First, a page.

Buffers:            8100 kB
Cached:            95964 kB
SwapCached:            0 kB
Active:            75584 kB
Inactive:          68968 kB
Active(anon):      41560 kB
Inactive(anon):        0 kB
Active(file):      34024 kB
Inactive(file):    68968 kB
Unevictable:           0 kB
Mlocked:               0 kB
SwapTotal:             0 kB
SwapFree:              0 kB
Dirty:                 0 kB
Writeback:             0 kB
AnonPages:         40504 kB
Mapped:            27084 kB
Slab:              12428 kB
SReclaimable:       7016 kB
SUnreclaim:         5412 kB
PageTables:         1788 kB
NFS_Unstable:          0 kB
Bounce:                0 kB
WritebackTmp:          0 kB
CommitLimit:      474624 kB
Committed_AS:     126276 kB
VmallocTotal:     334276 kB
VmallocUsed:       82540 kB
VmallocChunk:     250200 kB
HugePages_Total:       0
HugePages_Free:        0
HugePages_Rsvd:        0
HugePages_Surp:        0
Hugepagesize:       4096 kB
DirectMap4k:        9412 kB
DirectMap4M:      958464 kB

Looks like we’re using a separate boot partition here.

[root@xo-a7-4d-83 ~]# fdisk -l

Disk /dev/mmcblk0: 3965 MB, 3965190144 bytes
32 heads, 32 sectors/track, 7563 cylinders
Units = cylinders of 1024 * 512 = 524288 bytes
Disk identifier: 0x00000000

        Device Boot      Start         End      Blocks   Id  System
/dev/mmcblk0p1   *           9         136       65536   83  Linux
/dev/mmcblk0p2             137        7372     3704832   83  Linux

There’s tons of space on /var/cache/yum, so “yum update” ran OK, unlike the original XO running os850 where I have to mount a usb drive on /var/cache/yum.  Updates did take awhile, but finally completed.

The next order of business was to go ahead and request a developer key.  I was curious if a collection key would work like it does with the original XO, but it didn’t.  So I opened the browse activity and requested it the “traditional” user way.  I could have also gone to and entered the SN and UUID I got from the dmidecode output.

XO 1.5 Units on the Way

I got a tracking number and a couple of XO 1.5 units are on the way.  Here’s my request, with identifying information redacted.

1.  Project Title & Shipment Detail

Name of Project:  Birmingham XO Evaluation and Development

Shipping Address:


Number of XO 1.5 units requested to borrow:  2

Loan Length:  9-12 months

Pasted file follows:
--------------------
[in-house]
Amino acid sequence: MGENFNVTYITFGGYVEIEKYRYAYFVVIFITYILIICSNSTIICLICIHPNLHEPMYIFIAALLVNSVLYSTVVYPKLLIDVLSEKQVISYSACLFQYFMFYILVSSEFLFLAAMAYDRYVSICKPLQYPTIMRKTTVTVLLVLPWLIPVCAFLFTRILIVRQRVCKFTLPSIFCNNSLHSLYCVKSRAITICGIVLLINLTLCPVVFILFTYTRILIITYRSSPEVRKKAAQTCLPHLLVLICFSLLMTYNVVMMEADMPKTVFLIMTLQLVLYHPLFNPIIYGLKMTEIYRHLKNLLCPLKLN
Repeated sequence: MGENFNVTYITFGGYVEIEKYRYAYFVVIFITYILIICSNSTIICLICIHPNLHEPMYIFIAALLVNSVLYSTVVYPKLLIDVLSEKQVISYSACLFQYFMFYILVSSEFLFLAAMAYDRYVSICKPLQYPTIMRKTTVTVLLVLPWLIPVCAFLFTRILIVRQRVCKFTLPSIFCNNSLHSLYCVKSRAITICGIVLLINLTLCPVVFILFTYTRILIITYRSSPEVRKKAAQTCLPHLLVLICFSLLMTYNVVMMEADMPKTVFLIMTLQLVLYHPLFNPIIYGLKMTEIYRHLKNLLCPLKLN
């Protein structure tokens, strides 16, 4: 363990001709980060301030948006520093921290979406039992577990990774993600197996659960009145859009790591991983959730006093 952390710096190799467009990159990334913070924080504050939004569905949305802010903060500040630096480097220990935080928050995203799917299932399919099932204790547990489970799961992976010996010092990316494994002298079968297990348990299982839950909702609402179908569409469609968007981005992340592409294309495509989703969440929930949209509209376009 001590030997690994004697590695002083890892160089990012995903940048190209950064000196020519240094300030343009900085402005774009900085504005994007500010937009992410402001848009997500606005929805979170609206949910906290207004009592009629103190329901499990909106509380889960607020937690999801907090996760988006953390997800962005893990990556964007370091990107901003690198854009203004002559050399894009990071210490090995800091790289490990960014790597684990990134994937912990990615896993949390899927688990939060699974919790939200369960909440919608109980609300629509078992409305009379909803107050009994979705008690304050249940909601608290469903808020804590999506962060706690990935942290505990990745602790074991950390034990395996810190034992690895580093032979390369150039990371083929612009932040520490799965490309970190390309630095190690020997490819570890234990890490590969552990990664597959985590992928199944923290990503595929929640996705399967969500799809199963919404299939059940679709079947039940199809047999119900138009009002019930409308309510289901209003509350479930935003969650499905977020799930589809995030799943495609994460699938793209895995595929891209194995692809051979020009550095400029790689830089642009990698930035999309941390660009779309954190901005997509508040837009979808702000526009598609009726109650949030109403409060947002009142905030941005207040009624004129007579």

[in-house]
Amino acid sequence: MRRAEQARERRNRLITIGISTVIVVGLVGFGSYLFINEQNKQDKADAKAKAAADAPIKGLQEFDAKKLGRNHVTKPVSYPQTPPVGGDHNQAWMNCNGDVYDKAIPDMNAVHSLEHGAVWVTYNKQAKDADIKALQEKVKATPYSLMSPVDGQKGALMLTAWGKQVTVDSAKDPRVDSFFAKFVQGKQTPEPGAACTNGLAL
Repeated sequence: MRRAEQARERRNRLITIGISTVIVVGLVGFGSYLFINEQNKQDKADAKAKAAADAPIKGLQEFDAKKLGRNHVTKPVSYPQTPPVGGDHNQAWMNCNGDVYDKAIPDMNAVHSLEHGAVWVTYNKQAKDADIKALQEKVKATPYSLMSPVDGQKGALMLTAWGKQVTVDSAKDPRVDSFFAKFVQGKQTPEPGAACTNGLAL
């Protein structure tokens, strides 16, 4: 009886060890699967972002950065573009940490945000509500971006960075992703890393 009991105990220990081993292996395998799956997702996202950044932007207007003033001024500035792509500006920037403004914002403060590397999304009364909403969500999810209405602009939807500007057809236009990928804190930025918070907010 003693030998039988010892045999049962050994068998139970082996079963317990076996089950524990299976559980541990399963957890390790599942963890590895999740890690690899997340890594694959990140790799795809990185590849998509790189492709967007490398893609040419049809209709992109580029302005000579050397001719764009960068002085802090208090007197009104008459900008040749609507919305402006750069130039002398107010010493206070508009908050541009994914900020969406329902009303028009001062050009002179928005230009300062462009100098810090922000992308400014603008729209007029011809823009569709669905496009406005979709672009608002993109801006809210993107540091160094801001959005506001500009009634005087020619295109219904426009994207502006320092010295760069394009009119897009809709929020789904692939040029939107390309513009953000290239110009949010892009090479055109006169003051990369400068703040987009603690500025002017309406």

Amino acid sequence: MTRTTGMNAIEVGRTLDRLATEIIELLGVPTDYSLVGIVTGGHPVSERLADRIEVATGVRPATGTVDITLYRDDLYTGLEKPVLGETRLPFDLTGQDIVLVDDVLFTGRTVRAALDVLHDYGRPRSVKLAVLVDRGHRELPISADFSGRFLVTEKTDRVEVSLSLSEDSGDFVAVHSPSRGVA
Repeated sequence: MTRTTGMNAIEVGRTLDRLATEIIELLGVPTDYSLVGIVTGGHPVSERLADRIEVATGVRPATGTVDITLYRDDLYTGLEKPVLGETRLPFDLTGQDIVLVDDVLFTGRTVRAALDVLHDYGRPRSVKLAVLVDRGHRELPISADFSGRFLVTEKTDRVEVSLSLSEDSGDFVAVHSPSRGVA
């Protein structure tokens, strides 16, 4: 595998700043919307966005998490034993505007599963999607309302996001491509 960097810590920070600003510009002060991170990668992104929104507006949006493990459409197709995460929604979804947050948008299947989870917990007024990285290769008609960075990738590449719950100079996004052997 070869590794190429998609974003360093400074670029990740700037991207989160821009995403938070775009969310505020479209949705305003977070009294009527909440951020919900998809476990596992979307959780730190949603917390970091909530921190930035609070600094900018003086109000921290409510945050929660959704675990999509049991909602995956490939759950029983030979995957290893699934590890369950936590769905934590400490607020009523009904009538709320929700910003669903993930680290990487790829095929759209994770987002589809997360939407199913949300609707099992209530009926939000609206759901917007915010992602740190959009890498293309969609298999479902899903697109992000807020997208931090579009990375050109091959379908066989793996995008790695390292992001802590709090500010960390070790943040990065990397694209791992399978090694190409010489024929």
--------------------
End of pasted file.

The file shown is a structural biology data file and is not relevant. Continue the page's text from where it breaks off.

2.  Team Participants


Employer:  TALA Professional Services (contractor working with Birmingham City Schools)

Past Experience/Qualifications:


I’ve been providing technical support here in Birmingham since the inception of the XO implementation here in early 2008.  To say that I’ve been obsessed with XOs ever since would be putting it mildly.  In fact, I exclusively used an XO for all my portable computing needs up until my recent acquisition of an Asus eeePC.  As an aside, my colleagues find it astonishing how fast I can touch type on the XO’s keyboard.

One of the reasons why I’ve tried booting so many things on the XO (from NAND, SD cards, and USB drives) like Ubuntu, DebXO, Gentoo, Puppy, the XS, and even compiled a kernel for a custom Debian debootstrap install with IceWM on a jffs2 image (my current favorite) is because I know the XO can handle a lot more than most folks are aware of.  Not to mention the older kids here are quickly aging out of Sugar and would probably like to have a more “grown-up” looking installation.  Yes, I am very excited about the Paraguay build and recently installed os300py for a small group of rising 6th graders at a summer “XO Camp” a few weeks ago.  It was amazing how they took to it!

I’m not a programmer, but have been a Linux user for over a decade now.  I’m no guru by any means, but I’ve turned out to be the only person with any Linux experience who consistently and constantly assists the stakeholders here.  My previous professional experience was as a “Business Systems Analyst” for a telecom company in Dallas, where, among other responsibilities, I gathered requirements from end users for the software developers, did development testing, wrote documentation, trained end users, and offered ongoing support.